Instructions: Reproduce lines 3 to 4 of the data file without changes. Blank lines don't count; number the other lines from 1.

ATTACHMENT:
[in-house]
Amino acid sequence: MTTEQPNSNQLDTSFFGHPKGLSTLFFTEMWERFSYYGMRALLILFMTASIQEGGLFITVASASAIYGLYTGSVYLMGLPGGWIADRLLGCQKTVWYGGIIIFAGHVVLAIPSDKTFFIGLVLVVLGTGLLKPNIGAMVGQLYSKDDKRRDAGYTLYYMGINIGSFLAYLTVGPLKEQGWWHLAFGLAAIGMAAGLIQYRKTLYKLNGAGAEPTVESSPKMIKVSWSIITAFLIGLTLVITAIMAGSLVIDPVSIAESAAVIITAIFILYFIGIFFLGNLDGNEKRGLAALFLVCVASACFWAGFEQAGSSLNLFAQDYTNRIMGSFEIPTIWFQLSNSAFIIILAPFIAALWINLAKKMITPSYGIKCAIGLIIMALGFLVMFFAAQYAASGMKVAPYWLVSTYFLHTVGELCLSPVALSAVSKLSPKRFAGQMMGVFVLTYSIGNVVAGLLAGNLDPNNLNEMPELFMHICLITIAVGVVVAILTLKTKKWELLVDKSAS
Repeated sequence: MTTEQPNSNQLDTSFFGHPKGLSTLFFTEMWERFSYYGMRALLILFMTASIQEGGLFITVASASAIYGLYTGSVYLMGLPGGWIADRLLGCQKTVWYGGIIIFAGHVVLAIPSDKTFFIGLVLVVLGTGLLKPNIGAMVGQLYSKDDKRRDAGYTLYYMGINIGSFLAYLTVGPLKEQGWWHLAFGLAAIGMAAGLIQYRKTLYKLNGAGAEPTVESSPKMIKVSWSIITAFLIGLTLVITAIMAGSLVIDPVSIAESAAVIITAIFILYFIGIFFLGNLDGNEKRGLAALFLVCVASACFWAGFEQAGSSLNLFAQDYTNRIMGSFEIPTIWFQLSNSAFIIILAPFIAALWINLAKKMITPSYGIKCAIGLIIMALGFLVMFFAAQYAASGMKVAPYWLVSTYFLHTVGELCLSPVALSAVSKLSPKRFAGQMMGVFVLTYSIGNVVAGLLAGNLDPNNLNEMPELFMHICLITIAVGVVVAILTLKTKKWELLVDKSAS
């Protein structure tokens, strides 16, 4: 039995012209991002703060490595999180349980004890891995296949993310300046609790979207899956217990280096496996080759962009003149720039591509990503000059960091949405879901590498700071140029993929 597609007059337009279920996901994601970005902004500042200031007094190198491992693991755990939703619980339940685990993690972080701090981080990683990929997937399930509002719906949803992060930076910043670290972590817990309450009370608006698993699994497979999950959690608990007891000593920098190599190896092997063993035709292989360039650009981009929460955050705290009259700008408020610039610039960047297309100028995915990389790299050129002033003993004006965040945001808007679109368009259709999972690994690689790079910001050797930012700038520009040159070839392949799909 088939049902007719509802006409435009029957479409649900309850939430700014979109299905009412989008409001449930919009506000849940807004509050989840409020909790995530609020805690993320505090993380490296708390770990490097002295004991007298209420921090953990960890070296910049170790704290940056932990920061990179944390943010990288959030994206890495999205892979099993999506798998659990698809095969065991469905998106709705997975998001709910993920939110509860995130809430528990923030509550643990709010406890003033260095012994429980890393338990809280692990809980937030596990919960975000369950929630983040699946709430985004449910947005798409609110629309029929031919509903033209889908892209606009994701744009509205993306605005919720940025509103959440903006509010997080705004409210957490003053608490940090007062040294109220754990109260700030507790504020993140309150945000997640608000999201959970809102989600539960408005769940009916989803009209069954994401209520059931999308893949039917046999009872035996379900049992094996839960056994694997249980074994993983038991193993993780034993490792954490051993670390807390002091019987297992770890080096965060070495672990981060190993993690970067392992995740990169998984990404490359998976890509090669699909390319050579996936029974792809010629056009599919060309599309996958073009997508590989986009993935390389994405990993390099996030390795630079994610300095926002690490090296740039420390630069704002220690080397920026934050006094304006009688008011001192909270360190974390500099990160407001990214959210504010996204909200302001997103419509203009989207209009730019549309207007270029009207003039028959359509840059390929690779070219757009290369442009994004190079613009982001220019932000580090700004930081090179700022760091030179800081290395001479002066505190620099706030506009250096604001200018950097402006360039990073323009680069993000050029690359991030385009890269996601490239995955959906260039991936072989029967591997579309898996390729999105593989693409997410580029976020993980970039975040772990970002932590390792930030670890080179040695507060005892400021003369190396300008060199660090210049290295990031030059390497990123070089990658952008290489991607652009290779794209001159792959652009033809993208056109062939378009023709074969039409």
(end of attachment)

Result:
Repeated sequence: MTTEQPNSNQLDTSFFGHPKGLSTLFFTEMWERFSYYGMRALLILFMTASIQEGGLFITVASASAIYGLYTGSVYLMGLPGGWIADRLLGCQKTVWYGGIIIFAGHVVLAIPSDKTFFIGLVLVVLGTGLLKPNIGAMVGQLYSKDDKRRDAGYTLYYMGINIGSFLAYLTVGPLKEQGWWHLAFGLAAIGMAAGLIQYRKTLYKLNGAGAEPTVESSPKMIKVSWSIITAFLIGLTLVITAIMAGSLVIDPVSIAESAAVIITAIFILYFIGIFFLGNLDGNEKRGLAALFLVCVASACFWAGFEQAGSSLNLFAQDYTNRIMGSFEIPTIWFQLSNSAFIIILAPFIAALWINLAKKMITPSYGIKCAIGLIIMALGFLVMFFAAQYAASGMKVAPYWLVSTYFLHTVGELCLSPVALSAVSKLSPKRFAGQMMGVFVLTYSIGNVVAGLLAGNLDPNNLNEMPELFMHICLITIAVGVVVAILTLKTKKWELLVDKSAS
């Protein structure tokens, strides 16, 4: 039995012209991002703060490595999180349980004890891995296949993310300046609790979207899956217990280096496996080759962009003149720039591509990503000059960091949405879901590498700071140029993929 597609007059337009279920996901994601970005902004500042200031007094190198491992693991755990939703619980339940685990993690972080701090981080990683990929997937399930509002719906949803992060930076910043670290972590817990309450009370608006698993699994497979999950959690608990007891000593920098190599190896092997063993035709292989360039650009981009929460955050705290009259700008408020610039610039960047297309100028995915990389790299050129002033003993004006965040945001808007679109368009259709999972690994690689790079910001050797930012700038520009040159070839392949799909 088939049902007719509802006409435009029957479409649900309850939430700014979109299905009412989008409001449930919009506000849940807004509050989840409020909790995530609020805690993320505090993380490296708390770990490097002295004991007298209420921090953990960890070296910049170790704290940056932990920061990179944390943010990288959030994206890495999205892979099993999506798998659990698809095969065991469905998106709705997975998001709910993920939110509860995130809430528990923030509550643990709010406890003033260095012994429980890393338990809280692990809980937030596990919960975000369950929630983040699946709430985004449910947005798409609110629309029929031919509903033209889908892209606009994701744009509205993306605005919720940025509103959440903006509010997080705004409210957490003053608490940090007062040294109220754990109260700030507790504020993140309150945000997640608000999201959970809102989600539960408005769940009916989803009209069954994401209520059931999308893949039917046999009872035996379900049992094996839960056994694997249980074994993983038991193993993780034993490792954490051993670390807390002091019987297992770890080096965060070495672990981060190993993690970067392992995740990169998984990404490359998976890509090669699909390319050579996936029974792809010629056009599919060309599309996958073009997508590989986009993935390389994405990993390099996030390795630079994610300095926002690490090296740039420390630069704002220690080397920026934050006094304006009688008011001192909270360190974390500099990160407001990214959210504010996204909200302001997103419509203009989207209009730019549309207007270029009207003039028959359509840059390929690779070219757009290369442009994004190079613009982001220019932000580090700004930081090179700022760091030179800081290395001479002066505190620099706030506009250096604001200018950097402006360039990073323009680069993000050029690359991030385009890269996601490239995955959906260039991936072989029967591997579309898996390729999105593989693409997410580029976020993980970039975040772990970002932590390792930030670890080179040695507060005892400021003369190396300008060199660090210049290295990031030059390497990123070089990658952008290489991607652009290779794209001159792959652009033809993208056109062939378009023709074969039409």